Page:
Ernest Hemingway: An Interview in The Paris Review, circa 1958
Of course Dad has it.
He has all the books that matter–and the most important editions are wrapped in plastic, stored on one of two special shelves, categorized separate from the fiction and poetry in the living room (which are organized roughly alphabetically, with notable exceptions such as Wendell Berry and Jim Harrison whose books–no matter the genre–all belong next to each other on the same shelf, crammed close like siblings aligned for a family photograph).
Never mind that the interview I was looking for was published in 1958, when Dad was…um…a third grader. Never mind that I grew up surrounded by his collections and still don’t understand how freaking awesome its contents are. Within about 40 seconds, Dad has found the desired copy of The Paris Review and handed it over, like no big deal. (I won’t tell you the price he paid in 1996 when he finally found the coveted back issue and added it to his collection; suffice it to say that in 1958 it sold for $1 or 250 francs.)
Interviewer: Is emotional stability necessary to write well? You told me once that you could only write well when you were in love. Could you expound on that a bit more?
HEMINGWAY: What a question. But full marks for trying. You can write any time people will leave you alone and not interrupt you. Or rather you can if you will be ruthless enough about it. But the best writing is certainly when you are in love. If it is all the same to you I would rather not expound on that.
Interviewer: How about financial security? Can that be a detriment to good writing?
HEMINGWAY: If it came early and you loved life as much as you loved your work it would take much character to resist the temptations. Once writing has become your major vice and greatest pleasure only death can stop it. Financial security then is a great help as it keeps you from worrying. Worry destroys the ability to write. Ill health is bad in the ratio that it produces worry which attacks your subconscious and destroys your reserves.
Interviewer: What would you consider the best intellectual training for the would-be writer?
HEMINGWAY: Let’s say that he should go out and hang himself because he finds that writing well is impossibly difficult. Then he should be cut down without mercy and forced by his own self to write as well as he can for the rest of his life. At least he will have the story of the hanging to commence with.
Interviewer: You seem to have avoided the company of writers in late years. Why?
HEMINGWAY: That is more complicated. The further you go in writing the more alone you are. Most of your best and oldest friends die. Others move away. You do not see them except rarely, but you write and have much the same contact with them as though you were together at the cafe in the old days. You exchange comic, sometimes cheerfully obscene and irresponsible letters, and it is almost as good as talking. But you are more alone because that is how you must work and the time to work is shorter all the time and if you waste it you feel you have committed a sin for which there is no forgiveness.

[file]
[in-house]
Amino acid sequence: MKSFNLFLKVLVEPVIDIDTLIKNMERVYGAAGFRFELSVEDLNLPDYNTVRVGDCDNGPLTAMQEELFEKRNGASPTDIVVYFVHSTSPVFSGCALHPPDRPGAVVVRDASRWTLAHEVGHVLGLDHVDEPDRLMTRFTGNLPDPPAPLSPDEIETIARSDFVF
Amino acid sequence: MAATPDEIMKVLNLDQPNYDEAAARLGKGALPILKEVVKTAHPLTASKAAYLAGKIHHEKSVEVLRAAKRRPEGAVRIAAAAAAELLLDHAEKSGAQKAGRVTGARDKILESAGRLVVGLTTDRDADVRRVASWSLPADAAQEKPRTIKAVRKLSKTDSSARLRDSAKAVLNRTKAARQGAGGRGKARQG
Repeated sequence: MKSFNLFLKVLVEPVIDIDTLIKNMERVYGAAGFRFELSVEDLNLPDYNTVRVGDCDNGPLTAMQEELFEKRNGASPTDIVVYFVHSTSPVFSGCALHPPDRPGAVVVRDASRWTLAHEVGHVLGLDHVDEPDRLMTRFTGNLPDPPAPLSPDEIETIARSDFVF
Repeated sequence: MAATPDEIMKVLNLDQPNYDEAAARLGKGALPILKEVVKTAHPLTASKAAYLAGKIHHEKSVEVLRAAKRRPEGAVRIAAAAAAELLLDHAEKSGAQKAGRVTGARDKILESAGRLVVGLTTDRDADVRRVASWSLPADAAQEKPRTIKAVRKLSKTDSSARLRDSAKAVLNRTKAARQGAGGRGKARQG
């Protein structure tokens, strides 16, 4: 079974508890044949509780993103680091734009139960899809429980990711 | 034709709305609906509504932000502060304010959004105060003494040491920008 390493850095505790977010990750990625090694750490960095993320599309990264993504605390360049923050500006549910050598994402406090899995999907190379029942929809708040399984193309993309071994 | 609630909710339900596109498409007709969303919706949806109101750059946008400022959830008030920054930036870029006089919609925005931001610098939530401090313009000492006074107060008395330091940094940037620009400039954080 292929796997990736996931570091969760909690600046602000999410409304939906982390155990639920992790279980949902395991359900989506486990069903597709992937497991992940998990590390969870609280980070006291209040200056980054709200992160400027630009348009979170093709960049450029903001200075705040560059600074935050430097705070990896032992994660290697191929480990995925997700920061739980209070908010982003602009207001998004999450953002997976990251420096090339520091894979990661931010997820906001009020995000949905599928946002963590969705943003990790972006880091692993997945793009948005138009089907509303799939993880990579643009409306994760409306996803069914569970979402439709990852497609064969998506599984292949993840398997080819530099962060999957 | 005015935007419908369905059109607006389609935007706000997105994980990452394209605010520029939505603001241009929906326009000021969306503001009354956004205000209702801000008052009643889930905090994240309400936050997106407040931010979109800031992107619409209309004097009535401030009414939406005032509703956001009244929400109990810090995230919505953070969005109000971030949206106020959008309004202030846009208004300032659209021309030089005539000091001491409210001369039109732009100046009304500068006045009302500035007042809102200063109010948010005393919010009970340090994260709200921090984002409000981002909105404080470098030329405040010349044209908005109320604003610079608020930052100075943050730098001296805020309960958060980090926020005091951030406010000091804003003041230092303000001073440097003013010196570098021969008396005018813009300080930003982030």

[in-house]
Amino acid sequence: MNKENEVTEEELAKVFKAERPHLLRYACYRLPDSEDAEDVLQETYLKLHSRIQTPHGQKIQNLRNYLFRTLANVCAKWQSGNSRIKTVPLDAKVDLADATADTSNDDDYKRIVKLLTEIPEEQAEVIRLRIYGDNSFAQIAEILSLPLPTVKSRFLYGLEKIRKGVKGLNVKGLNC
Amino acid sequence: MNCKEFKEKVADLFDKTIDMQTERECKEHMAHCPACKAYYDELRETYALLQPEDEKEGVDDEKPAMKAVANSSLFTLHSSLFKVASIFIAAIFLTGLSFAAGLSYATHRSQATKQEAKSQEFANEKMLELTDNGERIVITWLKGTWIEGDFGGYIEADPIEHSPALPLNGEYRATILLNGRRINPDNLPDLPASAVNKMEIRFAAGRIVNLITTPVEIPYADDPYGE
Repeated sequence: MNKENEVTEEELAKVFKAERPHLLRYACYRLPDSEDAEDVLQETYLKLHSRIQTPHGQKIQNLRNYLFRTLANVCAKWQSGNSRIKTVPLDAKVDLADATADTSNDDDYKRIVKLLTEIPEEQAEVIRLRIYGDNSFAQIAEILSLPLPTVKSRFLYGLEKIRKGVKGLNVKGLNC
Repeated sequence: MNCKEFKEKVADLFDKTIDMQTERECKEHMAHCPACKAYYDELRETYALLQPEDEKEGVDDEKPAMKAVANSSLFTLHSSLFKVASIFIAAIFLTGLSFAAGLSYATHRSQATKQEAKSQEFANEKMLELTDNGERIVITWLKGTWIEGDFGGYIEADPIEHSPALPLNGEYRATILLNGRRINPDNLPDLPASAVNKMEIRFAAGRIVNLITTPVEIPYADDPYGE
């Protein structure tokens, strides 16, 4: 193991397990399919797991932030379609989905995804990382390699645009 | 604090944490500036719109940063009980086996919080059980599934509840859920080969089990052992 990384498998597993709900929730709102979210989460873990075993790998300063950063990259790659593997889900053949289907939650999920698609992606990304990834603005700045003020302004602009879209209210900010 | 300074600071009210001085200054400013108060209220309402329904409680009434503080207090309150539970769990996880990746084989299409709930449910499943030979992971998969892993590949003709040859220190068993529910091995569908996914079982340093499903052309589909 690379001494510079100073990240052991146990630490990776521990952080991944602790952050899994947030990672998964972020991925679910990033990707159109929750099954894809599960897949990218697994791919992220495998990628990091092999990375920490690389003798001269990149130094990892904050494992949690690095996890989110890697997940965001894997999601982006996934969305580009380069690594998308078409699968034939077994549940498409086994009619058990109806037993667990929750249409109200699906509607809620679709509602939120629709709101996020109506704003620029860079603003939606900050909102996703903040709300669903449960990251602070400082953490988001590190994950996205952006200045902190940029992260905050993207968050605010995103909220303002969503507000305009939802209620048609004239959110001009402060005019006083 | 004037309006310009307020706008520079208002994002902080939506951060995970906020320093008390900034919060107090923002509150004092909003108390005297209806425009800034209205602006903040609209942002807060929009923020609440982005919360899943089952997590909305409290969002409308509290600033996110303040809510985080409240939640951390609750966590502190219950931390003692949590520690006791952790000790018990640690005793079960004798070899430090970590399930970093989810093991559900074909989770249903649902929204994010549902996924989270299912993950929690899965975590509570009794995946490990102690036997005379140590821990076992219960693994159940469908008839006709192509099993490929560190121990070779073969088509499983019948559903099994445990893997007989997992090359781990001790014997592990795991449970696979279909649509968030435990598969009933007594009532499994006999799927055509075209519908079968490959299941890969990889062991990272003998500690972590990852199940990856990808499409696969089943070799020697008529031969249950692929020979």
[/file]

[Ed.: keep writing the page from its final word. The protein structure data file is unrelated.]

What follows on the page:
Interviewer: So when you’re not writing, you remain constantly the observer, looking for something which can be of use.
HEMINGWAY: Surely. If a writer stops observing he is finished. But he does not have to observe consciously nor think how it will be useful. Perhaps that would be true at the beginning. But later everything he sees goes into the great reserve of things he knows or has seen. If it is any use to know it, I always try to write on the principle of the iceberg. There is seven-eighths of it underwater for every part that shows. Anything you know you can eliminated and it only strengthens your iceberg. It is the part that doesn’t show. If a writer omits something because he does not know it then there is a hole in the story….
Anyway, to skip how [The Old Man and the Sea] is done, I had unbelievable luck this time and could convey the experience completely and have it be one that no one had ever conveyed. The luck was that I had a good man and a good boy and lately writers have forgotten there still are such things. Then the ocean is worth writing about just as man is. So I was lucky there. I’ve seen the marlin mate and know about that. So I leave that out. I’ve seen a school (or pod) of more than fifty sperm whales in that same stretch of water and once harpooned one nearly sixty feet in length and lost him. So I left that out. All the stories I know from the fishing village I leave out. But the knowledge is what makes the underwater part of the iceberg.
Interviewer: Finally, a fundamental question: namely, as a creative writer what do you think is the function of your art? Why a representation of fact, rather than fact itself?
HEMINGWAY: Why be puzzled by that? From things that have happened and from things as they exist and from all things that you know and all those that you cannot know, you make something through your invention that is not a representation but a whole new thing truer than anything true and alive, and you make it alive, and if you make it well enough, you give it immortality. That is why you write and for no other reason that you know of. But what bout all the reasons that no one knows?